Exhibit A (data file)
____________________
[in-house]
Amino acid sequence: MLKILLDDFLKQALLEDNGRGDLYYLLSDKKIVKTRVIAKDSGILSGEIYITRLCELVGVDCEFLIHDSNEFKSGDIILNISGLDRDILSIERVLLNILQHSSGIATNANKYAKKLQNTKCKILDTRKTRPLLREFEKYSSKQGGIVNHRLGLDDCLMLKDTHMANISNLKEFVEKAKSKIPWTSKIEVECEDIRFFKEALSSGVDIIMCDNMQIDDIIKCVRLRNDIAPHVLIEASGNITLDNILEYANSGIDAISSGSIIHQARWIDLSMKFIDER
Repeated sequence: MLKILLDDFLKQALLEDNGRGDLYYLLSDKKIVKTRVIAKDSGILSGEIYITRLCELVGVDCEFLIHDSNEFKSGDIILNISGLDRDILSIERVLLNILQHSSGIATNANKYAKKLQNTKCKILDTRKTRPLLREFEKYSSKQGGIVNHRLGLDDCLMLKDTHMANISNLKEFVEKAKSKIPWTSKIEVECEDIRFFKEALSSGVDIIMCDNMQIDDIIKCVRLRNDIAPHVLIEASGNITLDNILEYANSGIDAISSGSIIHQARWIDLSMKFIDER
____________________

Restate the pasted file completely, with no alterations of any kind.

[in-house]
Amino acid sequence: MLKILLDDFLKQALLEDNGRGDLYYLLSDKKIVKTRVIAKDSGILSGEIYITRLCELVGVDCEFLIHDSNEFKSGDIILNISGLDRDILSIERVLLNILQHSSGIATNANKYAKKLQNTKCKILDTRKTRPLLREFEKYSSKQGGIVNHRLGLDDCLMLKDTHMANISNLKEFVEKAKSKIPWTSKIEVECEDIRFFKEALSSGVDIIMCDNMQIDDIIKCVRLRNDIAPHVLIEASGNITLDNILEYANSGIDAISSGSIIHQARWIDLSMKFIDER
Repeated sequence: MLKILLDDFLKQALLEDNGRGDLYYLLSDKKIVKTRVIAKDSGILSGEIYITRLCELVGVDCEFLIHDSNEFKSGDIILNISGLDRDILSIERVLLNILQHSSGIATNANKYAKKLQNTKCKILDTRKTRPLLREFEKYSSKQGGIVNHRLGLDDCLMLKDTHMANISNLKEFVEKAKSKIPWTSKIEVECEDIRFFKEALSSGVDIIMCDNMQIDDIIKCVRLRNDIAPHVLIEASGNITLDNILEYANSGIDAISSGSIIHQARWIDLSMKFIDER